Two of pharma's major behemoths — Johnson & Johnson and Novartis — kicked off 2022's second quarter earnings reports Tuesday. Both companies are undergoing some big changes of late: J&J is slimming down to a two-department company of pharmaceuticals and medical devices as it spins out its consumer unit in 2023. And Novartis recently announced it will lay off about 7% of its global workforce within a broad restructuring of the pharmaceutical business. Along with J&J, the Swiss drugmaker has also discussed the possibility of cutting a department as it considers the sale of its Sandoz generic business.
Amid all these changes, executives addressed the future of their companies, some of the wider economic issues surrounding the quarter and the potential for dealmaking down the road.
Here are some excerpts from those earnings calls with top executives at J&J and Novartis.
Creating new value
"I'd ask you not to lose sight of the fact that we are separating out our consumer health business, and we are taking that opportunity to look at how we support our business, the infrastructure that's involved with a two-segment company versus the historical three-segment company we have."
Cutting out the consumer health business is a major change for J&J. Literal household names like Tylenol, Neutrogena and Listerine have been a part of the J&J brand for decades. CEO Joaquin Duato said on the call that the spinoff, creating two standalone companies, would "be a significant opportunity for value creation." With the separation expected to be completed in 2023, the remaining J&J would still be the largest healthcare products company in the world with more than $80 billion in annual sales.
"Specifically in our pharmaceutical business, about half of our innovation is sourced externally — so when we look at M&A, we take a strategic approach."
J&J is no stranger to M&A, having executed about 40 acquisitions in the last five years to the tune of about $16 billion. While Duato made no promises about future M&A — rarely does a major CEO make such claims — he said dealmaking remains an important source to build the pipeline, particularly at a time when the company is in a cash-neutral position and can afford to invest. Areas to look out for are immunology, oncology, neuroscience, pulmonary hypertension, cardiovascular and metabolics, Duato said.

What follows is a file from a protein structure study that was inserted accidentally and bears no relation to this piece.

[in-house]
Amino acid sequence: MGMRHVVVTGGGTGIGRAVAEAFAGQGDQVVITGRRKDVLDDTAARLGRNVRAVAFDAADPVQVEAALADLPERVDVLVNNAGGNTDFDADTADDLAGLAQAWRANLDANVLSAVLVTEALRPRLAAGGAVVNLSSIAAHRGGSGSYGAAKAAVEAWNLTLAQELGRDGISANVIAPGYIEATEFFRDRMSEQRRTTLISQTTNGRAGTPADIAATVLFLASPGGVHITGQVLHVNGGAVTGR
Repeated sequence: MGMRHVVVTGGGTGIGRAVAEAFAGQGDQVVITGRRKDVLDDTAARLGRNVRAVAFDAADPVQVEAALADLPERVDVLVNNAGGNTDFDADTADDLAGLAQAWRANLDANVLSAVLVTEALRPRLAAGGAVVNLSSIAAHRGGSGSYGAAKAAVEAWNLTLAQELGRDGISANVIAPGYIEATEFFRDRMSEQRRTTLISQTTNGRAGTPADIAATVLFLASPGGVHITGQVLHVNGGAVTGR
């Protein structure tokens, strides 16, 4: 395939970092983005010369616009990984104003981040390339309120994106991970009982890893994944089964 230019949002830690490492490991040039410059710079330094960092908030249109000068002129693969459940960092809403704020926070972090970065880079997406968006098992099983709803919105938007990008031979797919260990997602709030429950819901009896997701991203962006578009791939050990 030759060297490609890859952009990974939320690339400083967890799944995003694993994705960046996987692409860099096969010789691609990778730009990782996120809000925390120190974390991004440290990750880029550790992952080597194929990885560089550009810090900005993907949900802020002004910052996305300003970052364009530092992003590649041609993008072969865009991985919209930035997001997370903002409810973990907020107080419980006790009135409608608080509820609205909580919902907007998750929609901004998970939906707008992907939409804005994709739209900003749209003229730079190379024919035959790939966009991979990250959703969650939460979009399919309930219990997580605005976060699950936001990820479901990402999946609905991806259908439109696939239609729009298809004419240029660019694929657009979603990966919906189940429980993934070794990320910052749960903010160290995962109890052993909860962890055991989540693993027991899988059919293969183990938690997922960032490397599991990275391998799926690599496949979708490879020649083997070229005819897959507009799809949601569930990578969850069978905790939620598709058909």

"We did build in a healthy assumption to account for inflation … planning for increased costs in labor, energy and transportation. We noted in April, and are doing so again today, that these pressures will continue to impact margins in the third and fourth quarters and into 2023."
Inflation is affecting all industries around the world, and even companies as massive as J&J aren't immune. Wolk said mitigation efforts include improving costs, strategically raising prices and negotiating contracts with supply partners. Despite the headwinds, Wolk said J&J is proud to have raised R&D expenditure by 9%, investing in "what we believe our future depends upon."
"Sandoz had a really solid quarter in quarter two, and we raised the full-year guidance … and when you look longer term, we believe this creates a solid base for growth 2023 and beyond."
Despite talks that Novartis was considering a sale of its generic business Sandoz, a strong quarter and brighter future could lead to a different outcome. Still, Narasimhan and CFO Harry Kirsch said the plan is on the table and subject to "homework" before making a final decision on the move by the end of the year.
"We have quite significant bolt-on M&A firepower, if you will, and if we don't find the right opportunities, of course, share buybacks will always continue to be part of the mix."
Kirsch said that Novartis' net debt position and strong cash flows and balance sheet would allow for future deals if there's something worth buying. The company's most recent deal completed in the second quarter was the acquisition of gene therapy developer Gyroscope Therapeutics for $800 million up front and $700 million more in potential milestones. Novartis' own gene therapy Zolgensma brought in $379 million in the second quarter, up 20% from the year before.